- Know the difference between a hiking trail and a mountain bike trail, as there are many in Lincoln County. YOu don’t want to risk being in a trail accident with a mountain biker. Ask someone at city hall for the latest trail information since new ones are always being added.
So... How Safe Is Caliente Really?
Caliente’s risks are the natural and wilderness kind, not the crime rate kind.
The rates here are low, even without having the exact raw data.
Historically, the few crimes that do happen here are among people who know each other.
That’s never an excuse to let down your guard.
You are more likely to run into a cow on the highway than a robbery on Main Street.
The extreme weather here is worth researching as well.
Summer can bring temperatures in the triple digits during the day while still falling close to freezing at night.
The air is very dry, and dehydration can set in quickly.
Snakes, scorpions, and other dangerous animals are in the wilderness.
Winter can also bring snow at different elevations.
While it might be mild in the towns, the upper elevations can be getting a major snowstorm.
Two-thirds of a trip to this region is preparation and education.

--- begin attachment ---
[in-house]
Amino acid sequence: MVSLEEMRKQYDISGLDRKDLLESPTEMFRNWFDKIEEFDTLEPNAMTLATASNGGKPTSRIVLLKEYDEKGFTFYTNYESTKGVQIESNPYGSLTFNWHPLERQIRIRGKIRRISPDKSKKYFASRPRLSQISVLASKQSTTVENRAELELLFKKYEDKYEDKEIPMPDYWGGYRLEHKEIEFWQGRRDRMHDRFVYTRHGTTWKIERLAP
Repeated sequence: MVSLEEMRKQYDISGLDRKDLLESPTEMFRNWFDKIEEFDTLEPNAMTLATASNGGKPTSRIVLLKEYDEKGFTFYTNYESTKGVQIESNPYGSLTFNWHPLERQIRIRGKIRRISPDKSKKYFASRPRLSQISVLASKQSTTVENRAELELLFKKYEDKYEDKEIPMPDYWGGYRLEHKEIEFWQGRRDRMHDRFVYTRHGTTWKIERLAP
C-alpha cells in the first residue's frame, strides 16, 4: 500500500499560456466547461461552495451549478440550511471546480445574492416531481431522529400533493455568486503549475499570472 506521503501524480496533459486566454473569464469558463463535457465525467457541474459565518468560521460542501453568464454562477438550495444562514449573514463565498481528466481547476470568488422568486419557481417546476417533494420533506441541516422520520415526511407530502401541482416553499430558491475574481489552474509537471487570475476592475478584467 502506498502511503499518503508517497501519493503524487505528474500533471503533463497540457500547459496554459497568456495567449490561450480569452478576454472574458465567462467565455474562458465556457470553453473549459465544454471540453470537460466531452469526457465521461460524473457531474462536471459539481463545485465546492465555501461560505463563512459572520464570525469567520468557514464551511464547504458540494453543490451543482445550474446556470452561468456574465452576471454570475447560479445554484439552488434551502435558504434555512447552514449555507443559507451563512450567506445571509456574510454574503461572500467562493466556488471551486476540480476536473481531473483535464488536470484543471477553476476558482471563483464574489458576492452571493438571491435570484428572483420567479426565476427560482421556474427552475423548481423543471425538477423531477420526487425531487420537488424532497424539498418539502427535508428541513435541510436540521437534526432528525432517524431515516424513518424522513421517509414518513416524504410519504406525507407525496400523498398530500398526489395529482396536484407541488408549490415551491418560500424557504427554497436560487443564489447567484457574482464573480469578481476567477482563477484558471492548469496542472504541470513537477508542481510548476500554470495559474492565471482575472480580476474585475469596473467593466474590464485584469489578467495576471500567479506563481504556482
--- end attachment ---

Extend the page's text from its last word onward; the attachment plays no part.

The other third is making smart choices based on your skill sets and survival knowledge.
This is truly an unplugged, remote area.
Whether that’s a scary or exciting prospect depends on how ready you are for what lies ahead.
How Does Caliente Compare?
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- Visas - International travelers need a passport and visa to get through Customs at the airport. Some people might be able to qualify for a Visa Waiver, but you'll need to get the rules on the U.S. State Department website. You can travel between states here without showing additional ID.
- Currency - The U.S. Dollar is the only currency accepted here. There might be cash-only restaurants, so carry paper bills with you but keep them in a secure spot. Only carry the cash you need with you. If you plan on gambling, you'll need dollars to put into the slot machines or get to chips for table games.
- Weather - Bring layers of clothing during all seasons. Sunscreen, sunglasses, a hat, and clothing with UV filters all help brave the elements. You need worn-in hiking boots to handle the rugged terrain. There can be a lot of dust here too, so bring clothing that can get dirty.
- Airports - Harry Reid International Airport (formerly McCarran International Airport) in Las Vegas is the closest option, and that drive will take just under three hours. Salt Lake City's airport is a five-hour drive.
- Travel Insurance - When purchasing travel insurance, explore options that involve adventures in rural spaces. You want to make sure you have coverage for extended rescues, accidents, or mishaps along the way. Definitely get as much rental car insurance as you can.
Caliente Weather Averages (Temperatures)
Average High/Low Temperature